Prejudice and paternalism in Seattle

The following is an exchange on a community discussion board that I had this week with my neighbors about a “Day of Solidarity” that took place in public schools. I’ve changed the names of my neighbors and edited some of what I and they wrote for the sake of brevity. To me some of the […]

America is Not Great: A Rebuttal

The opening sequence from the first season of Aaron Sorkin’s short-lived HBO show ‘The Newsroom’ still seems to make the rounds on social media. It’s the sort stuff enjoyed by self-loathing Americans or foreigners with an acute case of tall-poppy syndrome. The series garnered mixed reviews, with Jeff Daniels playing the lead character of Will […]

City law a loser for landlords and renters

Seattle’s new first-come first-served renters law is unfortunately more of the same from our city council. It’s legislation in search of a problem, passed with little public notice or consultation, assumes the worst of business people, takes away property rights, won’t deliver the results that are promised and will hurt the very people it’s intended […]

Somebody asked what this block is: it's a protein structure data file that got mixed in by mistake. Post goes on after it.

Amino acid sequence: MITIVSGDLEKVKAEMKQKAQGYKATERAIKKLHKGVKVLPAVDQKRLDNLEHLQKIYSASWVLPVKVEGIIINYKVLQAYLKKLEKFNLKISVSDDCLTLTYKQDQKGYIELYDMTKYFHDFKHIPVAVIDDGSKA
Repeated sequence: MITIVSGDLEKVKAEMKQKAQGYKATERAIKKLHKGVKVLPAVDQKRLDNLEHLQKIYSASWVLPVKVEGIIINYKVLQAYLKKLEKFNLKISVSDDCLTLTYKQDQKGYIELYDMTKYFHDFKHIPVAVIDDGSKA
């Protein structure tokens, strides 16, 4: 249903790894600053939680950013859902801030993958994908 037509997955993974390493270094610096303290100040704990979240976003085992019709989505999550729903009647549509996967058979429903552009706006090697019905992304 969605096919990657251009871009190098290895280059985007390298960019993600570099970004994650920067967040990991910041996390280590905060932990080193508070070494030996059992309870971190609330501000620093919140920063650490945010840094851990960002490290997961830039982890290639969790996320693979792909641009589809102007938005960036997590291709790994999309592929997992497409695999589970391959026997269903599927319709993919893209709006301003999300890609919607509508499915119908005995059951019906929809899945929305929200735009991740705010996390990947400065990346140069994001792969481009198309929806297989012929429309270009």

Steve Jobs on education

I recently read the biography Steve Jobs by Walter Isaacson. It was an excellent portrait of one of the 20th century’s most creative entrepreneurs. Some of the stories – such as Apple’s complex history with Microsoft – were familiar, while others were new to me, including those of Pixar and NeXT. But I was also surprised to […]

Brexit – the young should keep calm and carry on

Britain’s decision to leave the EU has triggered many incredible responses by some in the Remain camp who don’t seem to want to let democracy run its course. Labour MP David Lammy is calling for parliament to ignore the result of the referendum; three million people (and counting) have signed a petition to force a […]